Lights out

Jocelyn Preciado, Staff Reporter

During fifth period on January 23rd, West High’s power went out and classrooms were left in the dark. West High remained powerless for the rest of the day, and throughout the following day, power was on and off. A generator was brought in and the power has remained consistent from then on. The power outages clearly affected teachers’ plans within classrooms, administration’s daily activities from attempting to take attendance and communication with teachers and students’ ability to focus with the flickering power and noticeably colder and darker classrooms.

There is no current explanation for what has caused the issue in the first place, but a basic explanation for West High’s electricity issue is that the bus duct between PG&E’s transformer and TUSD/WHS’s switch gear is no longer transforming the power correctly. West High is being powered by a diesel-fueled generator and the original source is predicted to be fully functioning by the end of April.

Associate Superintendent of Business Services, Casey Goodall explained how there was no obvious indication of anything wrong or something bad going to occur when the situation happened. “There are some things you can’t anticipate happening, but in a power failure we expect the teachers to kind of help us think through what the answer is specifically for them…and working with school-sited administration, all kind of pitched in and tried to find the best way to get themselves through the few days where things were up in the air.” Goodall stated that in his twenty-four years, he has never seen a situation like West High’s occur, but assured that the district is doing the same thing they have done before during the 1983 power outages (a collapsed transmission power near Tracy that affected approximately five million people on the west coast). When questioned on the district’s decision to continue regular school hours during this time, Goodall explained how there is a required amount of time students are meant to be in class and how the amount lost would have to be made up at the end of the school year. “It’s especially important to seniors because if they’re not meeting the requirement, then they won’t graduate on time.”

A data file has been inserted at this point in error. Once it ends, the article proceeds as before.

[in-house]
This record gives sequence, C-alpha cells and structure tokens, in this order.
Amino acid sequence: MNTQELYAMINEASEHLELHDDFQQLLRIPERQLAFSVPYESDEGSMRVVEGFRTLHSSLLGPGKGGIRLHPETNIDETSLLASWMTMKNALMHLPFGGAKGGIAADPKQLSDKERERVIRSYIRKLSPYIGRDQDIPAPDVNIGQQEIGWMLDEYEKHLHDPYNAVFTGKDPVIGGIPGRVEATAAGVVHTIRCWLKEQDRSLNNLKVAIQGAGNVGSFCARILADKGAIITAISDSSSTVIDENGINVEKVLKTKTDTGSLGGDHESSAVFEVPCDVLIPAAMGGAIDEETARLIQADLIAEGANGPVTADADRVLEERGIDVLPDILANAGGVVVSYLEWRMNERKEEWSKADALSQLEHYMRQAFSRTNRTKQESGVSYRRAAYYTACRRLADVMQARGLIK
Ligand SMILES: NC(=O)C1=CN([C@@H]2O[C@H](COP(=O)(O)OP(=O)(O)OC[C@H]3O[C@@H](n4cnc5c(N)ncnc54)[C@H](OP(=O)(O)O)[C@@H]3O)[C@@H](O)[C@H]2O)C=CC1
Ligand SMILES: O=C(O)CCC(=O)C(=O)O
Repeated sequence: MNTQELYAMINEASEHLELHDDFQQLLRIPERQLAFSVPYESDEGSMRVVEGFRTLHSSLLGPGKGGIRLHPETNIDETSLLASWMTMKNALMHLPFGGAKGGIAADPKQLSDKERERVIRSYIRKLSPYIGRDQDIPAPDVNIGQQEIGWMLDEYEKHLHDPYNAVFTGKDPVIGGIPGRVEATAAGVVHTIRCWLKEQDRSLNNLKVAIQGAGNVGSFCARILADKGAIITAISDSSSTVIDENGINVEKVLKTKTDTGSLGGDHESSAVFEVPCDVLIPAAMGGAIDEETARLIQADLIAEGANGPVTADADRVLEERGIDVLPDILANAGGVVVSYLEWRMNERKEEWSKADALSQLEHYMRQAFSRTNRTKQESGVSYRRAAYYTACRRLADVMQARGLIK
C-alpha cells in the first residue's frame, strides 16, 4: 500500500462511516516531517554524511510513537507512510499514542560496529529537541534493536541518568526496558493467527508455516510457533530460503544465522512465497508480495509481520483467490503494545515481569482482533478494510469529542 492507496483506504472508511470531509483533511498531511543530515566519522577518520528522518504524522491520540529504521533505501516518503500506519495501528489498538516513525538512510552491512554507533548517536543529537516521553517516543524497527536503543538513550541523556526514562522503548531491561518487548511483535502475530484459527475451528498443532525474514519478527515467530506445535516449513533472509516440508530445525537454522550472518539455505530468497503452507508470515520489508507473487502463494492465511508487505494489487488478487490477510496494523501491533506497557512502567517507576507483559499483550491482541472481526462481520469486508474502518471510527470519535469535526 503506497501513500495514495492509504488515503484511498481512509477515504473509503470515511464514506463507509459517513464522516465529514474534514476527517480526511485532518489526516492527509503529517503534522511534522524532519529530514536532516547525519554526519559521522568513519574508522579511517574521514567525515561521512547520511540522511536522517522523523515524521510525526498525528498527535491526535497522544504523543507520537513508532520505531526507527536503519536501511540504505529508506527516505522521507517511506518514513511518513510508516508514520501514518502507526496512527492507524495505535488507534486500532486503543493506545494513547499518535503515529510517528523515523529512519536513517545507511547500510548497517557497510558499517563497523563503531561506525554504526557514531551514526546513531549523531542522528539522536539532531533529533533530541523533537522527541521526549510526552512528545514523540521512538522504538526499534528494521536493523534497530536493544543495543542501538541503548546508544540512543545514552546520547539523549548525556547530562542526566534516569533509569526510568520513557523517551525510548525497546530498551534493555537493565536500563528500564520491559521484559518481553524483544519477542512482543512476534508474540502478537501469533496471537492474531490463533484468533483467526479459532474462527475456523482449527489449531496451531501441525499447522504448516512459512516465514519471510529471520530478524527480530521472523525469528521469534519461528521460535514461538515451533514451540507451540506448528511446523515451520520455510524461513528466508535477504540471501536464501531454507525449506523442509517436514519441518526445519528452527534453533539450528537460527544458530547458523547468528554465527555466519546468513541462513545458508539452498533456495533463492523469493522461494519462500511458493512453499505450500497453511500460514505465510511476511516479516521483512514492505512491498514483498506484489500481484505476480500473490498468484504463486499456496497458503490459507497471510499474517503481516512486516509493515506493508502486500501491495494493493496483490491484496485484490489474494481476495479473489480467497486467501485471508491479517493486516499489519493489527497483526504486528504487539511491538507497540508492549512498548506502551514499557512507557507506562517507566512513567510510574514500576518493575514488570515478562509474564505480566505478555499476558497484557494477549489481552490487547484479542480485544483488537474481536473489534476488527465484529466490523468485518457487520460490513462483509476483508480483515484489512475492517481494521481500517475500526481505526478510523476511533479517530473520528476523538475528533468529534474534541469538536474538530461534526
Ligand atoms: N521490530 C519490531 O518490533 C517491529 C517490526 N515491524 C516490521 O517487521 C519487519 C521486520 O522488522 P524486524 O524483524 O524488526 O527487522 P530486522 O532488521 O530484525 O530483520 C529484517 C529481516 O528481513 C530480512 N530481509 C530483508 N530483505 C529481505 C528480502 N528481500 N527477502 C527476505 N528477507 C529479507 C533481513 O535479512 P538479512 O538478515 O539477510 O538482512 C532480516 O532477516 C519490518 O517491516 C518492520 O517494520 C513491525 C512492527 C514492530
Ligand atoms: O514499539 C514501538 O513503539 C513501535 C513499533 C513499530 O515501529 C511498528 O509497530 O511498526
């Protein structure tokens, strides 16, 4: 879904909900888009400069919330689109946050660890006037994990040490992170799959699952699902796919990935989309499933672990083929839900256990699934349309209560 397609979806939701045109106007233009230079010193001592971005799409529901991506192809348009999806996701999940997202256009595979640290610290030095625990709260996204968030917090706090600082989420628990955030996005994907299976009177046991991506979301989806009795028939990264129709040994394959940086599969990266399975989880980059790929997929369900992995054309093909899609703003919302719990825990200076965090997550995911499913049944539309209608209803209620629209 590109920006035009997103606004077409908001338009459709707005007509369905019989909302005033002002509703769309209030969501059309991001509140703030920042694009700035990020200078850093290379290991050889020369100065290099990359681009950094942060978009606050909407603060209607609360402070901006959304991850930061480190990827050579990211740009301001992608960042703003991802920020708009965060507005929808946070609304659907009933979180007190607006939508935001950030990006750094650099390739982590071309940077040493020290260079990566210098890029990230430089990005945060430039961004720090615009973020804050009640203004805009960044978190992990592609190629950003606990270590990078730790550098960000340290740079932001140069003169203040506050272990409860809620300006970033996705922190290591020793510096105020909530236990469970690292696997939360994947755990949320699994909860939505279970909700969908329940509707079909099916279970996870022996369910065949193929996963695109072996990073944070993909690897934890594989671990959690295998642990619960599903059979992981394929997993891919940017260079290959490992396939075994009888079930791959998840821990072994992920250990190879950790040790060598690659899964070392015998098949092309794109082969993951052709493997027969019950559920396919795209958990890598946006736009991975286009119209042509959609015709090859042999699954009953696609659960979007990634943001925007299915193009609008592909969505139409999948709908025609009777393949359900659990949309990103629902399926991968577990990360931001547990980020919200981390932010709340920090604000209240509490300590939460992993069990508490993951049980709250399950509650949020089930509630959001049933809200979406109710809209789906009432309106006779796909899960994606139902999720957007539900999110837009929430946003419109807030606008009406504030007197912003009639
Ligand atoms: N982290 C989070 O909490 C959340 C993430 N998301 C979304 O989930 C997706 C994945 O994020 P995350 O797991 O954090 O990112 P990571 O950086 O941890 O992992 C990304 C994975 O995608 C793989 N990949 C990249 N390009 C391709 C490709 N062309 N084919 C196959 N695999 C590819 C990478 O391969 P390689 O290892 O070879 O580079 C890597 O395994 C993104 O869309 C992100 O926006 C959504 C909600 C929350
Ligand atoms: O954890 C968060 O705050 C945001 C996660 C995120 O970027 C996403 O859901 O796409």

Senior Mathew Salazar explained that his initial reaction was amusement as the power was inconsitstent throughout the day. “I wasn’t exactly happy about it [and] I wanted to go home,” stated Salazar. He did agree that the power failures during class time were a distraction, but “now it’s more of a talking point about something that happened more than anything.” Salazar explained how he did not think there was any good preparation within classrooms or administration for situations like this. “I wish classes were cut, but that’s a biased opinion.”

Despite the power failures, there is no anticipation to disturb renovation plans to West High this upcoming summer. The school’s power is now stable on the generator and no longer a distraction in the classrooms and students are being kept inside to meet requirements and ultimately to be safe off the streets.